The authors should be congratulated on a well written manuscript that fulfills the attempt to identify risk factors for recurrence in laparoscopic ventral hernia repair (LVHR). The inclusion of the ratio of mesh area to defect area (M/D ratio), a rarely described parameter, clearly offers surgeons another factor to account for during the operation to ensure a successful repair with low recurrence rate.
The best technique for ventral hernia repair is still a debatable topic. With the advent of laparoscopic techniques in the 1990’s, there are data proven advantages which include short length of hospital stay, decreased surgical site morbidity, and most importantly a low recurrence rate. One of the issues comparing datasets of laparoscopic and open techniques and even within laparoscopic surgery is the variation in techniques by surgeons. The most common is the bridging technique with mesh overlap first described by Leblanc in 1993. Further work by his group found that increasing mesh overlap from <3 to >5 cm decreased hernia recurrence rate from 8.6% to 1.4% (1). However, there is clearly a limitation to the size of the defect that can be addressed with LVHR unless fascial closure is attempted.
Recent literature has looked at other factors besides obtaining a pure mesh overlap of >5 cm to help prevent hernia recurrence rates (2). In particular, Tulloh et al. introduced the concept of a mesh to defect area ratio (M/D ratio), in which the size of the defect and the subsequent area dictates the force exerted upon the mesh increases as the defect increases per the mathematical formula P = F/A (3). Thus, the pressure exerted on the mesh increases, and logically increasing the size of the mesh in a proportional fashion would lead to less hernia recurrence than purely basing hernia repair on a set mesh 5 cm overlap for hernias of all sizes.
Hauters et al. were able to analyze 213 patients over a 14-year period. The average BMI was 32 which are consistent with obesity being an indication for LVHR. With mean follow-up of 69 months, a 7.5% recurrence was noted. Univariate analysis is consistent with prior publications with higher recurrence rate for incisional hernias, BMI ≥35, larger defects, and smaller mesh overlap. Multivariate logistic analysis revealed that M/D ration was the only independent predictive factor for recurrence. This highlights the importance of this manuscript and substantiates that this measurement should be noted at time of repair.
Besides mesh overlap, a number of studies have also focused on whether an optimal fixation technique exists to prevent mesh migration and improve mesh incorporation and ingrowth, while minimizing post-operative pain. A variety of techniques including tacks, transfascial sutures and tacks, only transfascial sutures, double crown of tacks, etc. have been employed to identify the ideal mesh fixation. A systematic review of mesh fixation by Reynvoet et al. examined a total of 25 different studies aimed at identifying the optimal technique concludes that no particular benefit for one particular technique over another in terms of preventing recurrence (4). Post-operative pain was equivocal in all the techniques examined, due to peritoneal trauma from mesh fixation.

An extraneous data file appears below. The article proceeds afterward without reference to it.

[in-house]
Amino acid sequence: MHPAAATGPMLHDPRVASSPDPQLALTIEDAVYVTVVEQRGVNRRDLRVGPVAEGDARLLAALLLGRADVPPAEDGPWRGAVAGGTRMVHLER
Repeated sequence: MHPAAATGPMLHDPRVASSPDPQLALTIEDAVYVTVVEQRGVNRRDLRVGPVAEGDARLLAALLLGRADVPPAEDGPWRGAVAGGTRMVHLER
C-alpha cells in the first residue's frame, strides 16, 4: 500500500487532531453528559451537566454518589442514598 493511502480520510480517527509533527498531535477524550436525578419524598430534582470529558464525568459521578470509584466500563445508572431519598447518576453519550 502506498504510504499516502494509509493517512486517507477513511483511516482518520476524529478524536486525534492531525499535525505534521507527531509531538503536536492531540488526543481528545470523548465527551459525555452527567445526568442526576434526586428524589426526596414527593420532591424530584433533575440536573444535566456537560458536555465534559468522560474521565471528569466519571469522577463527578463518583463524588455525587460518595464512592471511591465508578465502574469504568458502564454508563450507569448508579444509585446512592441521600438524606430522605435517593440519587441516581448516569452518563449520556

There are also studies which have analyzed whether laparoscopic closure of the fascia defect; instead of bridging repair prior to mesh incorporation may be an important factor that aims at decreasing hernia recurrence. Suwa et al. reviewed studies in which laparoscopic fascial closure is combined with intraperitoneal onlay mesh repair and found that incorporating a fascial closure technique has not been shown to definitely decrease hernia recurrence rates or decrease post-operative complications such as seroma formation or mesh eventration (5).
These studies highlight the shortcomings of current hernia repair techniques and a lack of general consensus regarding the most optimal laparoscopic approach to repairing ventral hernias. While decreasing recurrence is the ultimate goal or any hernia repair, it seems that the key factors in creating a lasting repair involve allowing maximal mesh incorporation to withstand continual intraabdominal forces pressing outward to displace any repair. Using a one size fits all approach to identify factors that lead to recurrence is failing to take into account the variety of ventral hernias that exist in a diverse patient population. Inclusion of a M/D ratio demonstrates that in laparoscopic repairs of varying hernia defects, using singular criteria such as mesh overlap may not provide an adequate indication of whether or not a hernia repair is prone to recurrence.
Conflicts of Interest: The authors have no conflicts of interest to declare.
- Leblanc K. Proper mesh overlap is a key determinant in hernia recurrence following laparoscopic ventral and incisional hernia repair. Hernia 2016;20:85-99. [Crossref] [PubMed]
- Guérin G, Turquier F. Impact of the defect size, the mesh overlap and the fixation depth on ventral hernia repairs: a combined experimental and numerical approach. Hernia 2013;17:647-55. [Crossref] [PubMed]
- Tulloh B, de Beaux A. Defects and donuts: the importance of the mesh:defect area ratio. Hernia 2016;20:893-5. [Crossref] [PubMed]
- Reynvoet E, Deschepper E, Rogiers X, et al. Laparoscopic ventral hernia repair: is there an optimal mesh fixation technique? A systematic review. Langenbecks Arch Surg 2014;399:55-63. [Crossref] [PubMed]
- Suwa K., Okamoto T, Yanaga K. Closure versus non-closure of fascial defects in laparoscopic ventral and incisional hernia repairs: a review of the literature. Surg Today 2016;46:764-73. [Crossref] [PubMed]
Cite this article as: Shao JM, Bhanot P. Academic perspective on the clinical application of novel predictive risk factor for recurrence in laparoscopic ventral hernia repair. Ann Laparosc Endosc Surg 2018;3:30.